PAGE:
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The Ensemblist is an inside look at the experience of being a Broadway performer- from the first rehearsal through performing eight shows a week and beyond. Whether you’re an experienced theatre professional or a passionate fan, The Ensemblist will give you the opportunity to get to know new performers and the great work they do onstage, while also shedding light on some of the hidden innerworkings of the Broadway experience. Created and hosted by Mo Brady (The Addams Family, SMASH) and Nikka Graff Lanzarone (Chicago, Women on the Verge of a Nervous Breakdown), The Ensemblist is the only podcast that shows you Broadway from the inside out. 


"I Wouldn't Have Imagined I'd Be Back On Stage."

Mo Brady

by Yhá Mourhia Wright

Yhá Mourhia Wright

Yhá Mourhia Wright

I’ll start by saying that I have not performed on stage in two years - since March 2017. As I began to focus on my filmmaking career more heavily, the demands for it stole me away from auditions. I welcomed this change because I had developed into an anxious auditioner post-grad school. Seriously, I’m already a huge overthinking, overachieving middle-child.

So, in January, when I was presented with the chance to audition for Opportunity, I was already immensely missing theatre and intrigued by the subject matter of the play. Perhaps it’s because I gave myself time to rediscover the joy of being on stage, but this was my first audition in which I truly enjoyed the process and went home feeling full, not horrified and crazed.

Our offers were initially given to us via phone and I have a true artist story that I ain’t too proud to let you in on... when I received the call from writer Stanley Martin, I didn’t recognize the number. “Bill collectors,” I thought. “Nu ughn.”

Just like that, the call went to voicemail. Director Michael Blatt flagged me later in the evening to check my voicemail - I knew it at that moment. Did I just get the… (I gotta do it) Opportunity to be in this play? In fact, I did.

My challenge was to throw myself into work while also doing less thinking and more exploring. We didn’t have an extended rehearsal process so my training and previous experience had to come into play as I approached the role of Ashley.

My questions varied from, “what is she hiding?” to “What’s her favorite color?” and “What the heck does she need?” I’ve never approached a character who speaks what so many of us might have thought - come on, who’s a saint here? - from time to time in this industry.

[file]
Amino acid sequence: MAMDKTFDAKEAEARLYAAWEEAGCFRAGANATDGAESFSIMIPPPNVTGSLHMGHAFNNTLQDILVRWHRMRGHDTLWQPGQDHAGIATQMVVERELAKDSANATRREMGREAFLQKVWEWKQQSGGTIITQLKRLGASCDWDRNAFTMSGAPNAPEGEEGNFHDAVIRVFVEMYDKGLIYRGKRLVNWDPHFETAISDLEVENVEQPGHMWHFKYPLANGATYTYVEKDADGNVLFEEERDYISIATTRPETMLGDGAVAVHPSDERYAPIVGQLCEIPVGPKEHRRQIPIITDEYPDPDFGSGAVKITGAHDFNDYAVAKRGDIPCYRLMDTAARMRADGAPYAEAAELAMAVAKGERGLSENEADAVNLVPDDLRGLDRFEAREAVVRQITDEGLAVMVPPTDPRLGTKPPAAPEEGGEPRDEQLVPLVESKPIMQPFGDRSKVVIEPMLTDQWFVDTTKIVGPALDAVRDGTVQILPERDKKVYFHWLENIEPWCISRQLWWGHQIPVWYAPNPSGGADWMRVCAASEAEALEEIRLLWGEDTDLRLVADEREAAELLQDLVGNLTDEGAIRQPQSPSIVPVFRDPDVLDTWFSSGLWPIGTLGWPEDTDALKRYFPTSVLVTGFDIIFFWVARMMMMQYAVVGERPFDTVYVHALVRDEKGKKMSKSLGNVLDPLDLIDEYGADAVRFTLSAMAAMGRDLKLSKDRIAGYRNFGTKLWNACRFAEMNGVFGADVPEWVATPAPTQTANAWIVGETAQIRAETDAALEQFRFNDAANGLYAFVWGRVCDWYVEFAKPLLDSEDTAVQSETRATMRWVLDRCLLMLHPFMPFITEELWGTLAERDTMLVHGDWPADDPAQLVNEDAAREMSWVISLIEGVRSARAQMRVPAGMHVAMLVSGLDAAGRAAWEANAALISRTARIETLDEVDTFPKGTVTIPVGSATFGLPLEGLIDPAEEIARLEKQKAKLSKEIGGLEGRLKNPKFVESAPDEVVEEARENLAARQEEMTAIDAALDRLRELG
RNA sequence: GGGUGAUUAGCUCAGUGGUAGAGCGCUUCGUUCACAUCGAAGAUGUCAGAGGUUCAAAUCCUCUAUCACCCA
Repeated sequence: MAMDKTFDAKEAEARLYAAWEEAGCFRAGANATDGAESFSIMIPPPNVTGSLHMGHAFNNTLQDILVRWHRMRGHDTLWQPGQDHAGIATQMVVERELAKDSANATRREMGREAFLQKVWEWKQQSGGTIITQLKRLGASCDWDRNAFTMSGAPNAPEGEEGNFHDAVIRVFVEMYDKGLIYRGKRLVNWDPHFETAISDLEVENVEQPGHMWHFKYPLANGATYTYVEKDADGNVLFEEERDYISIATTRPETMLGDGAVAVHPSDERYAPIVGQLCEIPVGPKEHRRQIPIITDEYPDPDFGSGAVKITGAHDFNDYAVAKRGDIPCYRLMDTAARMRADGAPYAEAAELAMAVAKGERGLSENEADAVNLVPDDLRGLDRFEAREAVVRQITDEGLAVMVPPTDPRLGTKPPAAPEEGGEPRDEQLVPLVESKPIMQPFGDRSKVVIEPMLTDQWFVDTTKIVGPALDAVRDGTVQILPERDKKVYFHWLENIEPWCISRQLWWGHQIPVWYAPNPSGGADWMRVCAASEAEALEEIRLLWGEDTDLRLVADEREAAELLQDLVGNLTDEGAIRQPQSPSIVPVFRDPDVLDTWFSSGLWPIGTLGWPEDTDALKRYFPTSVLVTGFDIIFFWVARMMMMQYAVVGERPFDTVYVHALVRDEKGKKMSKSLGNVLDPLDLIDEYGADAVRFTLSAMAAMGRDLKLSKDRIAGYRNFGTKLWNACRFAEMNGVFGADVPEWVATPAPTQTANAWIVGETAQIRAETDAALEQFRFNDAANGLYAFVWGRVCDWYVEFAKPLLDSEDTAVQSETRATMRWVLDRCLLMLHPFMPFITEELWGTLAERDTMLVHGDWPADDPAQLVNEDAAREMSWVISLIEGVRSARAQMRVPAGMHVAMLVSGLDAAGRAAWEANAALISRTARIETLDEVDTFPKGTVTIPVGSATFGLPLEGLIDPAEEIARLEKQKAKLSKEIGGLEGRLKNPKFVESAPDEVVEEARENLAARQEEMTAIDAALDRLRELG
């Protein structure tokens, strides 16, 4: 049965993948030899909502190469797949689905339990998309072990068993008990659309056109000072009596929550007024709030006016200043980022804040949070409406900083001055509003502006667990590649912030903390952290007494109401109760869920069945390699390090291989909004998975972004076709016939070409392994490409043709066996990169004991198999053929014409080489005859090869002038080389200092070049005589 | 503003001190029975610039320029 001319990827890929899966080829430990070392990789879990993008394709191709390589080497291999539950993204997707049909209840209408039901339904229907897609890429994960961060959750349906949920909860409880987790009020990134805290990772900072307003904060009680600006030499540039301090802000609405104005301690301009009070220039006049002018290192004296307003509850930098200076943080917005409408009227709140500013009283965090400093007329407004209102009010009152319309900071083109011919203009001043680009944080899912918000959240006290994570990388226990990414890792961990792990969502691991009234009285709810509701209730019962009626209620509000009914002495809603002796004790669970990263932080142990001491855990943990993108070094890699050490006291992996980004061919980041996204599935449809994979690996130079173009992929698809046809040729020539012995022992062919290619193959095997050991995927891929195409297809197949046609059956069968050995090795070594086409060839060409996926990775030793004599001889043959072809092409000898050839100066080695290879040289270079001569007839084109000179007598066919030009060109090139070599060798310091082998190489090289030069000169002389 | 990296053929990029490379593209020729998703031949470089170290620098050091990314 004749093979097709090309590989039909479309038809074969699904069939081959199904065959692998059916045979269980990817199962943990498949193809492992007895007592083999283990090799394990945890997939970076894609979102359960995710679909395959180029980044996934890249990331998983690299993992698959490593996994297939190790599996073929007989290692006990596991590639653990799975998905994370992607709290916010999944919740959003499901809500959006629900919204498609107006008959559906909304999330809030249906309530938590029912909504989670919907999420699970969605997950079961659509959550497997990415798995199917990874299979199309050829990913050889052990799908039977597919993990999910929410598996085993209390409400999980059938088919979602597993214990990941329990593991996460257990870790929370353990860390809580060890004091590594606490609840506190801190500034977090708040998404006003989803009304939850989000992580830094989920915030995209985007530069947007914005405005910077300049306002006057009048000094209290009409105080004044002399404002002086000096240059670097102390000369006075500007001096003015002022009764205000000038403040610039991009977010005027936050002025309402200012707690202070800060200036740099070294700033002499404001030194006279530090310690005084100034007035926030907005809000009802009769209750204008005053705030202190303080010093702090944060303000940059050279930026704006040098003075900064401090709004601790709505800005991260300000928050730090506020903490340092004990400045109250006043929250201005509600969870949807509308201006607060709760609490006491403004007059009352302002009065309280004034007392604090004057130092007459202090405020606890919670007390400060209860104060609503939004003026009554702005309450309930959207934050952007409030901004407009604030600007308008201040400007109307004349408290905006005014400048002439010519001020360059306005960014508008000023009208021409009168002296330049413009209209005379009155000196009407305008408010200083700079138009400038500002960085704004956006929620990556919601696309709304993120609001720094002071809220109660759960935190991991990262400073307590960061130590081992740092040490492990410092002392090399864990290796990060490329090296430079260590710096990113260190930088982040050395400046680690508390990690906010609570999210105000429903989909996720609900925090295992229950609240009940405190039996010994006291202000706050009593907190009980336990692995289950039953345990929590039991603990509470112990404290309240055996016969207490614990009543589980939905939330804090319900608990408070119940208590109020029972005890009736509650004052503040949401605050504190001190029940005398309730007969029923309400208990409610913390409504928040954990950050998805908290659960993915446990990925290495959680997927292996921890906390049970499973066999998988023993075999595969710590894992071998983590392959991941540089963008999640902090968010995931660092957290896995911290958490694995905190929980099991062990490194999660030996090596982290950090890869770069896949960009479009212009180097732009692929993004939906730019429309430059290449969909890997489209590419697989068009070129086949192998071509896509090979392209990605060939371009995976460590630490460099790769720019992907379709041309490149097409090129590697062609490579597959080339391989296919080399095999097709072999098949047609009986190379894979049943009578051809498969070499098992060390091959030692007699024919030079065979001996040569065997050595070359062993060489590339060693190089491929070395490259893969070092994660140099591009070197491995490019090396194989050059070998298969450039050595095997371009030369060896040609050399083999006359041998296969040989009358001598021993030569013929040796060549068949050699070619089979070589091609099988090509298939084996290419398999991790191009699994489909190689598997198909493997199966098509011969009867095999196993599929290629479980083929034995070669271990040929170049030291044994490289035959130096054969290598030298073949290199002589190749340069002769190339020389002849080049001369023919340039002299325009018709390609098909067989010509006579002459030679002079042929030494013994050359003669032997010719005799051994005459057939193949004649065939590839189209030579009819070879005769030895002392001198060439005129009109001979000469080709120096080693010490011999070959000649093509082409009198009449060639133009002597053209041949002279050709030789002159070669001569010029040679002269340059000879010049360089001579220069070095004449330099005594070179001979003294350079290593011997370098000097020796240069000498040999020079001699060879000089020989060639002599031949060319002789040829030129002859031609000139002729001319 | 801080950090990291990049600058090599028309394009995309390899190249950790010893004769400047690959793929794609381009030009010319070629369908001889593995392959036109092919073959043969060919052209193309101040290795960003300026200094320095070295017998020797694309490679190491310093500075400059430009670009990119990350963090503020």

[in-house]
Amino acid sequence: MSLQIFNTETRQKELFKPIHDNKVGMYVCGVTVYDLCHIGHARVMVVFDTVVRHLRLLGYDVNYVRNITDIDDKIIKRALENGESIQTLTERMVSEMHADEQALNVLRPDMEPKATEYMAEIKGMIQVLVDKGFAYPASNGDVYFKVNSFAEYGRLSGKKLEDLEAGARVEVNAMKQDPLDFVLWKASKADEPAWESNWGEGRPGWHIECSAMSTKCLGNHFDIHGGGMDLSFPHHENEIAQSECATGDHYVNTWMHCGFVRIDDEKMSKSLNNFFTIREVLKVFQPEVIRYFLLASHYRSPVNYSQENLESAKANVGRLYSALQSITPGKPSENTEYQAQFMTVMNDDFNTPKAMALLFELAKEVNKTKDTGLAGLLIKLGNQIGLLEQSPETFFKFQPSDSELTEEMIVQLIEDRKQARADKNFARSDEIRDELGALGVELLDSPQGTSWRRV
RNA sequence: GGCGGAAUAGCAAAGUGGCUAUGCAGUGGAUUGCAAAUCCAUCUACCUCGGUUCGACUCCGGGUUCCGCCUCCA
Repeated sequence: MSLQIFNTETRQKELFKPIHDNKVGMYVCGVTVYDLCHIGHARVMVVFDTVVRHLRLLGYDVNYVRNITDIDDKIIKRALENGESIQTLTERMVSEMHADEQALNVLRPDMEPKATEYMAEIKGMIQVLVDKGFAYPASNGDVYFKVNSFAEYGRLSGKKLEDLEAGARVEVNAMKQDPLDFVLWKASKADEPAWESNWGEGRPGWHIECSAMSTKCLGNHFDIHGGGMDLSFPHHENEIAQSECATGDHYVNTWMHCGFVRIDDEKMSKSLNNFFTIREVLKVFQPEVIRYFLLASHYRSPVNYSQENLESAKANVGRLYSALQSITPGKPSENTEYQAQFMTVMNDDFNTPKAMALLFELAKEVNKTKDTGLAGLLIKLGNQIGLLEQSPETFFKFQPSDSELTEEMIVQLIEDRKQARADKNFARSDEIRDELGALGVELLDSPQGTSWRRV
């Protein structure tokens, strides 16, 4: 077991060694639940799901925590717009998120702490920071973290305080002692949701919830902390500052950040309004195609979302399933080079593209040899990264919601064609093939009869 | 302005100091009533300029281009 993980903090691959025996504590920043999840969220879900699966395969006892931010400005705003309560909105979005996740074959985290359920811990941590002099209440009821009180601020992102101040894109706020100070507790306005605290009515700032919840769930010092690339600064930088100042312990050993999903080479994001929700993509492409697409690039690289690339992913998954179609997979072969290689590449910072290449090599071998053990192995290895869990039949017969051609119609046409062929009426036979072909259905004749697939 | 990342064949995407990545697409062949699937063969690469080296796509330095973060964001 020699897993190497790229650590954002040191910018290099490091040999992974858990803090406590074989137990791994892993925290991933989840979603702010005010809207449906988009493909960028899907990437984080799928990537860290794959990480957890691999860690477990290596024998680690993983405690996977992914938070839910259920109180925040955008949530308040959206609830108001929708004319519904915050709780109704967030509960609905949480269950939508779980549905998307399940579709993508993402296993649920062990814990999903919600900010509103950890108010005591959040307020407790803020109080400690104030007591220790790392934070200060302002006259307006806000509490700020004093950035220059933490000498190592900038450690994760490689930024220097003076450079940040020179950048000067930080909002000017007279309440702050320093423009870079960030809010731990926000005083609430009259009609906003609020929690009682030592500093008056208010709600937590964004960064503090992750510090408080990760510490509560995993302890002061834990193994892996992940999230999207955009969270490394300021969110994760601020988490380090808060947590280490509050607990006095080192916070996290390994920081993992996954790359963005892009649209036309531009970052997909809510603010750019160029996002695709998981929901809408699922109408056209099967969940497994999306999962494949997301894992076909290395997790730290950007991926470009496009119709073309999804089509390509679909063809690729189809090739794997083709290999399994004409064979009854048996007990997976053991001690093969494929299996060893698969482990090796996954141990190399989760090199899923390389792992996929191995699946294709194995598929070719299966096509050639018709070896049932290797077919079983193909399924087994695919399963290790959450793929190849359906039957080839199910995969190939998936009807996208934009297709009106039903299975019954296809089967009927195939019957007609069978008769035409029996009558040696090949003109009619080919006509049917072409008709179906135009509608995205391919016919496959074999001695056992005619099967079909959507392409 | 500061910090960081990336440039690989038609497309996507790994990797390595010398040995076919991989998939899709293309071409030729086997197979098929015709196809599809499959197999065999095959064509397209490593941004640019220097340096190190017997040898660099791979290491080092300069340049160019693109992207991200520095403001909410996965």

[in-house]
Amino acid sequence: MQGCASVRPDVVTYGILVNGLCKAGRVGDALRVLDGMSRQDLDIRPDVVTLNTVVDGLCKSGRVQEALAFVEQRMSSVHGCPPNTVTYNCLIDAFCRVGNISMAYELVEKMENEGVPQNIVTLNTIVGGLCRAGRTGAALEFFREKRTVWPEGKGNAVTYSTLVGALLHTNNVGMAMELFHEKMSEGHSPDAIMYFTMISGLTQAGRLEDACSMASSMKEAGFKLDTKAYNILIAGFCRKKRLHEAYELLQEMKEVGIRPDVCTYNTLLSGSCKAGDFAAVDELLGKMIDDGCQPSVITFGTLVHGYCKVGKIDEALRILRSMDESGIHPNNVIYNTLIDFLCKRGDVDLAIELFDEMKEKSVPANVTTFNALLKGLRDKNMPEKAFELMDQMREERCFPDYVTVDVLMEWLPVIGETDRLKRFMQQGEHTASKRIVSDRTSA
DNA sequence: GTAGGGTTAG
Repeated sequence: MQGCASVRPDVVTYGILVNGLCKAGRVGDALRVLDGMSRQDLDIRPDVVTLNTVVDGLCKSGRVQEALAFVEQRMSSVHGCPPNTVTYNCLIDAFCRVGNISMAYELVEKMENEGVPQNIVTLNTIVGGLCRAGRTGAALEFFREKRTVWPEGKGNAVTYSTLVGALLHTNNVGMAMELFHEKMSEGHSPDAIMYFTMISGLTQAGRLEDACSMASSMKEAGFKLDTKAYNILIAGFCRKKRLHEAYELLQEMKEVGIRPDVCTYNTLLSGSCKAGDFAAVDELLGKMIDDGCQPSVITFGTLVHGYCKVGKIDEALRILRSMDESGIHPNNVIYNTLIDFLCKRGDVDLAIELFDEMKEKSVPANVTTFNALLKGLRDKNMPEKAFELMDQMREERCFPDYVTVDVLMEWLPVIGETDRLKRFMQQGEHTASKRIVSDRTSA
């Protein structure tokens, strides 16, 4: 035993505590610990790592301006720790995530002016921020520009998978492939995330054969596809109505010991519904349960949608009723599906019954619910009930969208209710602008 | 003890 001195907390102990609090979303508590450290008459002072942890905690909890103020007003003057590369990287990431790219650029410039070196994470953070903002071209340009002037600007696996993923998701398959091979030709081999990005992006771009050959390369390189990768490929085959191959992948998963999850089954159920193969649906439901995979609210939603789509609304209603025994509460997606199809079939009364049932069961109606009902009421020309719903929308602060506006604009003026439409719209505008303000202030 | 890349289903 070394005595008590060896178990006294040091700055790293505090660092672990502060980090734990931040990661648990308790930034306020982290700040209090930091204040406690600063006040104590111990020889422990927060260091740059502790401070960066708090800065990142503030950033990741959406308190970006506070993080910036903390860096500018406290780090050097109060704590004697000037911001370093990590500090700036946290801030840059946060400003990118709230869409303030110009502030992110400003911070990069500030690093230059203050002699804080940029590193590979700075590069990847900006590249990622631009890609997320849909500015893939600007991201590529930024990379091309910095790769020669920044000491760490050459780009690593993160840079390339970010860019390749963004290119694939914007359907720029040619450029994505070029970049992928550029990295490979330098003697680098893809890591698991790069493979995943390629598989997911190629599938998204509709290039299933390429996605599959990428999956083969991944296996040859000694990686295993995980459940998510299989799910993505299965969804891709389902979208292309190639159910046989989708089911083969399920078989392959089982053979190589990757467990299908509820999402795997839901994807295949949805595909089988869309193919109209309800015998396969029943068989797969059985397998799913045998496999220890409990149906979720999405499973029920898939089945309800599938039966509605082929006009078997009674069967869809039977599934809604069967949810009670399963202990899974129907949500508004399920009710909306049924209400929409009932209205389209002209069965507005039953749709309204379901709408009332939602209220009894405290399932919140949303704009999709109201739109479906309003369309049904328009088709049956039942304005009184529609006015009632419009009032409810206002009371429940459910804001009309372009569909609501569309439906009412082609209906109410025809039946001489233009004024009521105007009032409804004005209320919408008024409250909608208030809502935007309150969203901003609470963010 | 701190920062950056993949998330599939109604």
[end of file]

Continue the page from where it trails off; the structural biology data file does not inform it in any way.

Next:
Yhá Mourhia Wright (right, with Stanley Martin)

Yhá Mourhia Wright (right, with Stanley Martin)

Yet at the core of most artists I know is a little kid who, perhaps, only knew of entertainment as the chosen path or who escaped into their imagination because the real world was too cold or just not as colorful. Daily, people become patrons of the arts, travel near and far to see live theatre, and yet, they have no clue about what happens behind the scenes with these people who dares to put themselves on public display.

I love that Opportunity is comical with a dark reality of the challenges that many of us face be it body image, self-acceptance, aging, colorism, racism, homophobia, sexism, ableism - all dipped in competition. With only one week of rehearsals, by day two, I fell right into the swing of things with my fellow ensemble members. We have the honor of telling a story about some of the many trials each of us face in REAL life.

Back to Ashley, who is an anti-hero that I truly love because “what’s not to love?” Every step of the way, I asked myself what do I know about her and how do I relate to each character in this play? How - in one hour - can I find the joy that Ashley is experiencing by being around people who are like “family” while realizing that being with so many people like her is likely to present some sort of trigger.

It’s like walking down a hall of mirrors. Each day of brought new challenges from the standard, “line?” to losing lines because I finally listened to the words I was saying and felt something new. My process includes writing my lines over and over, using the scene study app to rehearse, and exploring why something in the text hasn’t resonated with me just yet.

This process allows me to find the places that are blocked, the places that I, like Ashley,  might have shut down for the sake of survival in this world. Each time I’ve been challenged with delving deeper into text, I discovered that it’s because the circumstances are actually closer to me than I’d like to admit. Bittersweet.

I consider Opportunity as a theatre-goers chance to take a glimpse into the green room. A chance to listen in on the banter that occurs in the dressing room as lashes are glued on, hair is sprayed into perfection and tan lines are evened by thick makeup. A chance for people to finally see us in our element. It’s funny, it’s brash, and, baby, it’s real. I anticipate that folks will laugh, then their hearts will drop, and many will flinch as they think about that annoying person they always see at the same auditions who is just like a character on stage. Or, at least, that’s what I have experienced from the moment I received my audition sides. How uncanny.

The chance to play the anti-hero that absolutely, for sure, has the Instagram verification stamp of approval and doesn’t reply to direct messages, is invigorating. Three months ago, I wouldn’t have imagined that I’d be back on stage, living into such circumstances, but hey, that’s the nature of what we do in this industry - and there’s “No business, like show business.”